This week marks the beginning of a 6-week increase in Caleb’s physical therapy sessions. Caleb normally gets anywhere from 1-2 PT sessions per week and now he’ll be getting 3 sessions a week until about Thanksgiving. I felt that over the summer, Caleb wasn’t making as much progress as I’d seen before and I wasn’t sure why. We’re realizing that like most things, his gains will ebb and flow and it just so happened that this summer was one of those times where there just weren’t the huge gains we were used to.
This could be due to the fact that Caleb has gotten taller, and with that, he has increased spasticity (tightness) in his legs. His steps had become shorter and he was dragging his toes more in order to compensate for his inability to pick his foot up and heel strike correctly. I also think the novelty of the walker maybe wore off and he realized that using the walker translated to working hard. There were many hot, humid afternoons when he didn’t last more than 10 minutes outside and due to the layout of our home, using the walker indoor can be difficult (lots of stairs!).
Shane and I had different perspectives about Caleb’s progress and he really didn’t notice the issues I did. Shane has always been more successful in getting Caleb to walk around, be active and focus on his gross motor skills. My strengths lie in getting Caleb to stretch his heel cords, hamstrings and hip flexors (all while snuggling in my lap, of course). I also try to focus on Caleb’s fine motor skills whenever I can, but admittedly it’s hard because hand dexterity is much less of a problem than his bigger muscle groups in his legs.
Anyway, I’ve written that we’re opting not to give Caleb baclofen (a muscle relaxant) at this point in time and we’re open to Botox injections, however, the doctor doesn’t feel like he really needs them right now (which is a good thing!). We wanted to feel like we were doing something to help spur Caleb’s progress and it just worked out that Shane’s was able to take two days off a week to take Caleb up to Baltimore for therapy. He’ll still be seeing his regular therapist every other week, but for these boost sessions, he’s seeing a new PT resident, Miss Julie.
Shane and I both took Caleb to therapy today and he had a rock-star session. You really never know how cooperative he’s going to be, but Miss Julie was fantastic. She had him playing in the “high-knees” position to try to strengthen his glutes as well as “half-kneeling” to stretch his hip flexors. He also practiced playing while standing and not resting his belly on the bench, as he usually does.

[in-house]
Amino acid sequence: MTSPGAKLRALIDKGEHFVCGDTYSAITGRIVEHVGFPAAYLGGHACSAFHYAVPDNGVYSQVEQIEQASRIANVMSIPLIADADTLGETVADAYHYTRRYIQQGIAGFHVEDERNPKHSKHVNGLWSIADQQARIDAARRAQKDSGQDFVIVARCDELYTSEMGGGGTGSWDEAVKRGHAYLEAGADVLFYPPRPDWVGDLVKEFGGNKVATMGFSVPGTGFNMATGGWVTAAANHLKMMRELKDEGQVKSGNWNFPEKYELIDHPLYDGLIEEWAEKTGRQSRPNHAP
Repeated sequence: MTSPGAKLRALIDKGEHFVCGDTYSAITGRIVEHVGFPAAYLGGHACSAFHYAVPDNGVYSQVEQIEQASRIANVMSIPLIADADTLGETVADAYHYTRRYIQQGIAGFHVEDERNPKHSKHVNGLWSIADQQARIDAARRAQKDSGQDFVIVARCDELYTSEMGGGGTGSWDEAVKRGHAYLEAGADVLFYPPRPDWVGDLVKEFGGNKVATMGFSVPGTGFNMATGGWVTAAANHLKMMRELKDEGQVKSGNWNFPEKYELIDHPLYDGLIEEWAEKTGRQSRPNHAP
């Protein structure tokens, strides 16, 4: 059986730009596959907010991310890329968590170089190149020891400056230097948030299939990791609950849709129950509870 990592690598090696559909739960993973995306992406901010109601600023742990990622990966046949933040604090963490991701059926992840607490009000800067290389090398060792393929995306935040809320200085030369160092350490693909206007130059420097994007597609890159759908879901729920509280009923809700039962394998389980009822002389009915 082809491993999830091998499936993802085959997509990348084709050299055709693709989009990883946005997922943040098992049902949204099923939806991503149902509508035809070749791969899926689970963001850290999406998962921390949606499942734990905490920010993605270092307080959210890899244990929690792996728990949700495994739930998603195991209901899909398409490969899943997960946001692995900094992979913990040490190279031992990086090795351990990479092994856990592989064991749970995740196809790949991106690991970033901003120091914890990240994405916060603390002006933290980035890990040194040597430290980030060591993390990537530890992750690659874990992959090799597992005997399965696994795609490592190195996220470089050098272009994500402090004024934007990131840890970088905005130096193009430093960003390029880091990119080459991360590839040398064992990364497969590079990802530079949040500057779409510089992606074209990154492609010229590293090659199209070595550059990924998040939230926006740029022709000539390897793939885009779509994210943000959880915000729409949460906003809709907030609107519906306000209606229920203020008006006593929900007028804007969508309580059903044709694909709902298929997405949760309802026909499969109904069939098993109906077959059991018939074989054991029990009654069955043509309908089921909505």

Then, Caleb was strapped into this funny-looking corset-type harness and hooked up to a partial-weight-bearing gait therapy device called a Lite Gait. This basically keeps him upright without having to hold onto anything. The idea is to try to get him to take some steps without any assistance. You could tell that without holding onto our hands or the handles of his walker, he was unsure how to proceed. The therapist guided his legs, step-by-step as he moved throughout the room. It was really cool to see him trying this new method and he was such a trooper to this unfamiliar experience. He did wonderful for his first time.
One of the last activities was to stand on a balancing board while he was distracted playing. The board moves side to side and forces Caleb to engage his core muscles to remain upright. I looked into finding something like it online and lo and behold, I found the exact same one, and it’s actually affordable! I have a feeling we’ll have our very own balance board in our home soon!
So there you have it, our latest venture in treating Caleb’s cerebral palsy. I’m confident that we’re going to notice some big improvements in his strength and stamina after these 6 weeks are over. What sucks about CP is that there are so many different treatment options and what’s best for one family isn’t necessarily best for our family. So you educate yourself and move forward based on what your gut tells you and just pray that you’re doing enough.